Z Day

The Attack of the VIII Corps at Beaumont Hamel

On the morning of Saturday, 1st July 1916, elements of eight Anglo-French Army Corps attacked the German trenches on either side of the River Somme. It was the beginning of four months of savage fighting in which more than one million men from the armies of all three countries were killed or wounded.  

For Britain, the 1st July 1916 was a day of loss unparalleled in the country’s history. The casualty returns recorded 19,000 dead. Another 38,000 were wounded, many physically and psychologically scarred for life.

Despite the terrible losses, every British Army Corps gained some German territory, however small the piece of ground and whatever the cost in blood. Every Corps except one: the British VIII Corps.

Commanded by the controversial Lt. Gen. Aylmer Hunter-Weston, VIII Corps was defeated everywhere its men left their trenches at 7.30 a.m. on the misty morning of that tragic summer’s day. The men of the Regular, Territorial, and Pals battalions who attacked with such enthusiasm were everywhere shattered, ruined by a steadfast German defence, and ham-strung by a plan of misplaced ambition foisted on them by the ever-optimistic commander of the BEF – Sir Douglas Haig.

Hunter-Weston blamed the shattering setback on bad luck. Haig blamed the generals and the ordinary soldiers.

Bravery, sacrifice, chaos, stupidity, incompetence – all are features of the attack of the VIII Corps on 1st July 1916. ‘Z Day’ endeavours to untangle the many myths associated with this attack and holds to account those whose decisions led to the loss of over 14,000 men in just a few hours.

Reviews and Comments

Stand To!

Western Front Association

Read Martin Middlebrook’s influential First Day on the Somme? Think you all know about the day? I’ve read the book a number of times and thought I had a real handle on 1 July 1916 until reading Alan MacDonald’s 700–odd pages of Z Day. Now I know better. This is the third of the author’s books to examine the BEF’s actions on 1 July in detail. It is an extremely readable and cogent ‘door stop’ of a book – unless you foolishly try to juggle it in bed. It reveals a sharp military historian’s grasp of detail after detail of VIII Corps planning for 1 July 1916 and the events which happened that day with an oh so sharp eye. MacDonald examines and judges the planning, the artillery and the infantry actions; the small unlinked successes and the widespread and inevitable failures.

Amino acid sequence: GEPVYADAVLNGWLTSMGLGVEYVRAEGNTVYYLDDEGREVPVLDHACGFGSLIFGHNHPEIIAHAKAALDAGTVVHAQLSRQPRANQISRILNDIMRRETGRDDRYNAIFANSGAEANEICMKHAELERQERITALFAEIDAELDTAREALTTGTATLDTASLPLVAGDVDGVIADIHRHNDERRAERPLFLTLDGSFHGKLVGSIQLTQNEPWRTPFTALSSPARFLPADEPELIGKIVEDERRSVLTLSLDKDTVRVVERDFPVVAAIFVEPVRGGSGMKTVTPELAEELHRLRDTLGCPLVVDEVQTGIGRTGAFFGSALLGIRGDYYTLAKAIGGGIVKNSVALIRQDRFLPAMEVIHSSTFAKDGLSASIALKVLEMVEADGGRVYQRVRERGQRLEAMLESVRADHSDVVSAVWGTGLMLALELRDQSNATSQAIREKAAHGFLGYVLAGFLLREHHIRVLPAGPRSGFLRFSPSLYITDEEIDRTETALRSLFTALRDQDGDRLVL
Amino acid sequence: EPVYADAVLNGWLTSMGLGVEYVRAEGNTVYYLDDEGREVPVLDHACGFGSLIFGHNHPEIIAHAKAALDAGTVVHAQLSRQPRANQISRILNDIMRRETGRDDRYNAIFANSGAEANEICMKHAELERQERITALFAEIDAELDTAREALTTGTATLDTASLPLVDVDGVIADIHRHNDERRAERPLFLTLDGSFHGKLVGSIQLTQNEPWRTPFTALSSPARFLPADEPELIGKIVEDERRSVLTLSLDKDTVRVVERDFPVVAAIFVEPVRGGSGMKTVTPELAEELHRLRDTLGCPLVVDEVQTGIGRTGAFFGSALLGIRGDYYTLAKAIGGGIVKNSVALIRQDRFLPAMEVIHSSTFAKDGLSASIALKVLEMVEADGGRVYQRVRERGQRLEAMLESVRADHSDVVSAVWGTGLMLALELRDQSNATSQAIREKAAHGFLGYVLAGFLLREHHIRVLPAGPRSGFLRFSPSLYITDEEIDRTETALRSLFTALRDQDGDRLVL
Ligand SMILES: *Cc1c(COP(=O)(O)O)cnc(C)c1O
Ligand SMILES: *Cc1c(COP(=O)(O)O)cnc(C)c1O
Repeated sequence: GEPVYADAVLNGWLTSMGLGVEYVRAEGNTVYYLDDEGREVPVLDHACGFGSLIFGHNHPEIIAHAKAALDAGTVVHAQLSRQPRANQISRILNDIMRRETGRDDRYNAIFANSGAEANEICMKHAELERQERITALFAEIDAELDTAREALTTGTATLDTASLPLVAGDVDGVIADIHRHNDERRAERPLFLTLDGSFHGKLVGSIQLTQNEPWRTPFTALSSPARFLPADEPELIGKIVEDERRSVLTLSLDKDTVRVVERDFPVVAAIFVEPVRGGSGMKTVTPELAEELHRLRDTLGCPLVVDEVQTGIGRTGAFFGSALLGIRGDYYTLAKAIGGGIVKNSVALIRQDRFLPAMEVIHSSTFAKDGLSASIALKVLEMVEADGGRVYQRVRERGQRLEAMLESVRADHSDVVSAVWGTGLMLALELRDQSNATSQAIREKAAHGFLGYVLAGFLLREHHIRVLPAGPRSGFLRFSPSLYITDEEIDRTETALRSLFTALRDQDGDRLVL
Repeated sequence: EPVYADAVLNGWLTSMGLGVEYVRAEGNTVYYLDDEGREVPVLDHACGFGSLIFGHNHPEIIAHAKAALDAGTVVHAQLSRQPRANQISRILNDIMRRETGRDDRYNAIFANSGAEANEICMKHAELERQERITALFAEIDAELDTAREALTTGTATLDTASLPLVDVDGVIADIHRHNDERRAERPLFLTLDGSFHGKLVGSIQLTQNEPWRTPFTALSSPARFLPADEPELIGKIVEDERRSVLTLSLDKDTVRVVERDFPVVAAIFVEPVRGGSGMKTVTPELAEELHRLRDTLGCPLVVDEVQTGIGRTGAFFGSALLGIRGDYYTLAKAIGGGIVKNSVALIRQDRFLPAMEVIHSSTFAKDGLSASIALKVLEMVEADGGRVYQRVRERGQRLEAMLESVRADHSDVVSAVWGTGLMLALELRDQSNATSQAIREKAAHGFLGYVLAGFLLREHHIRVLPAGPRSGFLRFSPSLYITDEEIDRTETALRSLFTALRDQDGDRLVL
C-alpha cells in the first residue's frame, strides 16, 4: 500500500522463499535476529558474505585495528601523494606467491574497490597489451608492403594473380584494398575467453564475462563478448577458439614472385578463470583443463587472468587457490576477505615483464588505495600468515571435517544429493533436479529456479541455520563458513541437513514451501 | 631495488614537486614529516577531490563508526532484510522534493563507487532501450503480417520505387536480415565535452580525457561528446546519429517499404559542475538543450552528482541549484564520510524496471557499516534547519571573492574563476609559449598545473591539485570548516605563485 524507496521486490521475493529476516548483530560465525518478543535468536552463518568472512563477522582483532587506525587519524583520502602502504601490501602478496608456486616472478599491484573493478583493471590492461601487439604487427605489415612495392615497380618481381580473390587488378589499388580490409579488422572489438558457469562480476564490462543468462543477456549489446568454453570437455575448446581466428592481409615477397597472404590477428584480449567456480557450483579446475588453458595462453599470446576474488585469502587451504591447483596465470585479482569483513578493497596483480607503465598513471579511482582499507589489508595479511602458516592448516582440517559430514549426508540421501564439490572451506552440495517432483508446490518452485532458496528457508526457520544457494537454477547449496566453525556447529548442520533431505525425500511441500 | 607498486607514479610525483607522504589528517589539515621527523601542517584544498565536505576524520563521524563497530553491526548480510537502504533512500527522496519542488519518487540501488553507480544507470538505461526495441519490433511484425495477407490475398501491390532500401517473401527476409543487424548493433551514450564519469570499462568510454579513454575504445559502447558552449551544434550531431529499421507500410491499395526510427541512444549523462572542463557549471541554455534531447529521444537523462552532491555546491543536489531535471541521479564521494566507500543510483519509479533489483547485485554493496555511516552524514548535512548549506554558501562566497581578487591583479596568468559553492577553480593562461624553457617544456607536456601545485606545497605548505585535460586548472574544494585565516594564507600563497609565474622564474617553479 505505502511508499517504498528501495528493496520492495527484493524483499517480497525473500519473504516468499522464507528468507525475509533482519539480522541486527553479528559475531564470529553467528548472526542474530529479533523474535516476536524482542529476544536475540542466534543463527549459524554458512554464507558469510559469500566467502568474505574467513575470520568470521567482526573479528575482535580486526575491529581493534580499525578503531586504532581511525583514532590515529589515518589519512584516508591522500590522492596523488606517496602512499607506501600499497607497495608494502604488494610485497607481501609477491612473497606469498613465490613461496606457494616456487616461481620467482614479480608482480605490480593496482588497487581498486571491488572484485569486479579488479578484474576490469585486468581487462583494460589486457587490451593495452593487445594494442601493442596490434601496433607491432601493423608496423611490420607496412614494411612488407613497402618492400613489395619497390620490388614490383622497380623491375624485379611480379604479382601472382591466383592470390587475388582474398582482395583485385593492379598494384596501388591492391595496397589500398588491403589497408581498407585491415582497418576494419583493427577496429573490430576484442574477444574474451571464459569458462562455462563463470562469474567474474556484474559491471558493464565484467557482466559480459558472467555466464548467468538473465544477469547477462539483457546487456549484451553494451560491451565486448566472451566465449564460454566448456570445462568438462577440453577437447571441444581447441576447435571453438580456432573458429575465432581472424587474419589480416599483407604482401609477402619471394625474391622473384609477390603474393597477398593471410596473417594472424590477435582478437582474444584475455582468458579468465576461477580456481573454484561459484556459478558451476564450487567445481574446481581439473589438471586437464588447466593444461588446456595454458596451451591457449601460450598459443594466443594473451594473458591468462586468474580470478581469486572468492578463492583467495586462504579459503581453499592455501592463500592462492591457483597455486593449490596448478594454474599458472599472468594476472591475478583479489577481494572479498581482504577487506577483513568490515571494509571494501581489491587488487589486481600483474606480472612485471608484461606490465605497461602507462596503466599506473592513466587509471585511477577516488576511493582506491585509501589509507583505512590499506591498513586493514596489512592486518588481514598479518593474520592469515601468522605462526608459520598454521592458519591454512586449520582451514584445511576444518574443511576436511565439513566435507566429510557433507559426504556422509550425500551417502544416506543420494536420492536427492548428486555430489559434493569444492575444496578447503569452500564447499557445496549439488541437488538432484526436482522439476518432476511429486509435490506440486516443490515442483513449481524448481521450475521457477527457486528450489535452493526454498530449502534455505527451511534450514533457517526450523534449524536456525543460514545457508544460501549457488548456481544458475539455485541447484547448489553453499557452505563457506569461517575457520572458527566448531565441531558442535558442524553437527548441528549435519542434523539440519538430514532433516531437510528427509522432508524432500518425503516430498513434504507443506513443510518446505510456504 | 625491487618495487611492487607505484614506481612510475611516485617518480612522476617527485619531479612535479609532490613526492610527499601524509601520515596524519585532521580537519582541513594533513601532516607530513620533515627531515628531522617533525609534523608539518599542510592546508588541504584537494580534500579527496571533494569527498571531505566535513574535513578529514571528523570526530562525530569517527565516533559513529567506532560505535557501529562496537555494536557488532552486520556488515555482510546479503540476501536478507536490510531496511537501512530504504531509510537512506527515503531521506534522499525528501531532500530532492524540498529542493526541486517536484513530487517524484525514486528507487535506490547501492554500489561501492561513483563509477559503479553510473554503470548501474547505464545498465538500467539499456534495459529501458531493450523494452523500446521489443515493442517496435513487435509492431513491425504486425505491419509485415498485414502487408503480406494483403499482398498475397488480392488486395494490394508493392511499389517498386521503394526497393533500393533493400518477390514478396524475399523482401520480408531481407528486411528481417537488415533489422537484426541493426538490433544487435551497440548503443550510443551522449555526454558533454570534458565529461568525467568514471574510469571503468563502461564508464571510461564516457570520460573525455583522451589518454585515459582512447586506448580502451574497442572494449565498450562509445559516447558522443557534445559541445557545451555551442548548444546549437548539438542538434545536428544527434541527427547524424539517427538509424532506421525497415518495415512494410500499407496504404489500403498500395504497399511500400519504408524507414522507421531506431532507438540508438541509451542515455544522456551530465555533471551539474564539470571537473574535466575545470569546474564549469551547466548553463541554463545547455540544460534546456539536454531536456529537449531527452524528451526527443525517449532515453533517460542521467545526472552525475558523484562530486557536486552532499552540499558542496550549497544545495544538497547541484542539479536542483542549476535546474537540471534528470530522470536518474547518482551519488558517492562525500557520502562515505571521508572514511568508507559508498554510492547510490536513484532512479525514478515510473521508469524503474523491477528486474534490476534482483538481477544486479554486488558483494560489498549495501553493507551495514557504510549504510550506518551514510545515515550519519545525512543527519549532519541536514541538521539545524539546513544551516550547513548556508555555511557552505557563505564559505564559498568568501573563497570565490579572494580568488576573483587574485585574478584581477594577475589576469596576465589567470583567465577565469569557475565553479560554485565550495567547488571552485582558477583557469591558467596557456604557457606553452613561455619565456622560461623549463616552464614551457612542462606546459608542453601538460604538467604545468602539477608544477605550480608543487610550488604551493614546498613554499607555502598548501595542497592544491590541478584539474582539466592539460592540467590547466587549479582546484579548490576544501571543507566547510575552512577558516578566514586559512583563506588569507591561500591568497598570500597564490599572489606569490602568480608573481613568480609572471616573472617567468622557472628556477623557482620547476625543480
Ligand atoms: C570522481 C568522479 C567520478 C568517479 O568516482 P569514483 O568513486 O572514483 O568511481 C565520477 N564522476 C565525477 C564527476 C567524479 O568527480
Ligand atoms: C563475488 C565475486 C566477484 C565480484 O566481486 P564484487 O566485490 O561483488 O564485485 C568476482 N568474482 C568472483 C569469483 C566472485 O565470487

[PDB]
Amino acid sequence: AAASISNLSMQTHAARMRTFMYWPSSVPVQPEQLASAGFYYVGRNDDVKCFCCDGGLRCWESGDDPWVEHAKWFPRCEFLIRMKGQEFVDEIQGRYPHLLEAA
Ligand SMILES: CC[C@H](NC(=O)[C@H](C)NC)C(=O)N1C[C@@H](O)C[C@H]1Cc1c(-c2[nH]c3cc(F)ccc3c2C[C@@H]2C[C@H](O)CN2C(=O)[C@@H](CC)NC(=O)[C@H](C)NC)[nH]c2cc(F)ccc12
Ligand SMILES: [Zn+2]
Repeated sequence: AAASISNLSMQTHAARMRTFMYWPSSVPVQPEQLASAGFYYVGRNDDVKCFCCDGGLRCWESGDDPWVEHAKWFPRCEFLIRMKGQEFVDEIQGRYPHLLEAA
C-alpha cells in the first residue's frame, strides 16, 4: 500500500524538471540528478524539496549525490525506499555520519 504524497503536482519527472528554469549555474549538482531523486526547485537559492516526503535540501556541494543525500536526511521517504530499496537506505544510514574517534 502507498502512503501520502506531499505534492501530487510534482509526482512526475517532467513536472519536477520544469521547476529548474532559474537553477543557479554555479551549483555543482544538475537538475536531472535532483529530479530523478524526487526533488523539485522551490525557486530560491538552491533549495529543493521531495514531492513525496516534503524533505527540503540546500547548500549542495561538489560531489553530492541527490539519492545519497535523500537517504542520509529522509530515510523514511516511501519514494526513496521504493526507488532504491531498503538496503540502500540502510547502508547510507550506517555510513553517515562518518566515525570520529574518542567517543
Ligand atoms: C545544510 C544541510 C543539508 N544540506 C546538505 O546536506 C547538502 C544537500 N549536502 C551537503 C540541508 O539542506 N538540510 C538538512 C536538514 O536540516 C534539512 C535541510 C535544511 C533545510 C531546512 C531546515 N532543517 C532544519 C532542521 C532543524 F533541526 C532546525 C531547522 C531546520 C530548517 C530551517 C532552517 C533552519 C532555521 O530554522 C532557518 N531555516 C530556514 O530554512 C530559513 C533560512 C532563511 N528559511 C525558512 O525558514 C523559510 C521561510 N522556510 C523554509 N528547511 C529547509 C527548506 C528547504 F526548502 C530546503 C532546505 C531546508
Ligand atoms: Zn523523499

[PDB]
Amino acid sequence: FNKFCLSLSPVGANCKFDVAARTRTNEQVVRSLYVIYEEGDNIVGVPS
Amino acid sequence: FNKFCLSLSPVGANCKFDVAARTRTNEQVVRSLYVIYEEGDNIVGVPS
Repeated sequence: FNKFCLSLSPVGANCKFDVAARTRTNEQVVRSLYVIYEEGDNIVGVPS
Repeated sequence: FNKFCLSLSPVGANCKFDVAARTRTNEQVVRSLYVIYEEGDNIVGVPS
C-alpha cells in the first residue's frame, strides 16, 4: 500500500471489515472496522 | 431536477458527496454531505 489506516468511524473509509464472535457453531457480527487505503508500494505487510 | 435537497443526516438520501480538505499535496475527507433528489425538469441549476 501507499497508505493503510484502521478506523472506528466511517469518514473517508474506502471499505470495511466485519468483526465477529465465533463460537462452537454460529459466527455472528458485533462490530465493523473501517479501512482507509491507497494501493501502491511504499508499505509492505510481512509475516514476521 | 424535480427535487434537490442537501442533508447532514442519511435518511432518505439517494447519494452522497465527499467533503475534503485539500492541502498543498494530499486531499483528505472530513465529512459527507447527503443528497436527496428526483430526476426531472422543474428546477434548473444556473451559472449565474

This sequence of books may not be the very last word on 1 July 1916 when completed although I find it hard to imagine that it is likely to be bettered.

David Filsell

John H Schmahl on Amazon
5.0 out of 5 stars. MacDonald provides an thorough analysis of the planning and training that was required to launch the great offensive. His emphas

Reviewed in the United States on 4 January 2015

This is another outstanding and detailed account of the first day of the Somme. Mr. MacDonald provides a thorough analysis of the planning and training that was required to launch the great offensive. His emphasis on the stories of the soldiers and their daily struggles provides an eye-opening insight into the lives of the men who had to deal with the decisions made by those on high. If you have ever served in any military you will quickly recognize and appreciate the sacrifices of the soldiers brought back to life by Mr. MacDonald.

 

S. Haines

5.0 out of 5 stars. An epic account, unsurpassed in its telling.
Reviewed in the United Kingdom on 29 October 2014
Superb account. Thought his first two books could not be surpassed, but they have! A clear and precise account of that fateful and bloody day. A cast of higher ups who wouldn’t have disgraced Blackadder! Sadly a light hearted remark which when reading of the opening hours turns into a Tragedy unsurpassed. Buy this book, if you have not got the other two, then buy them!!

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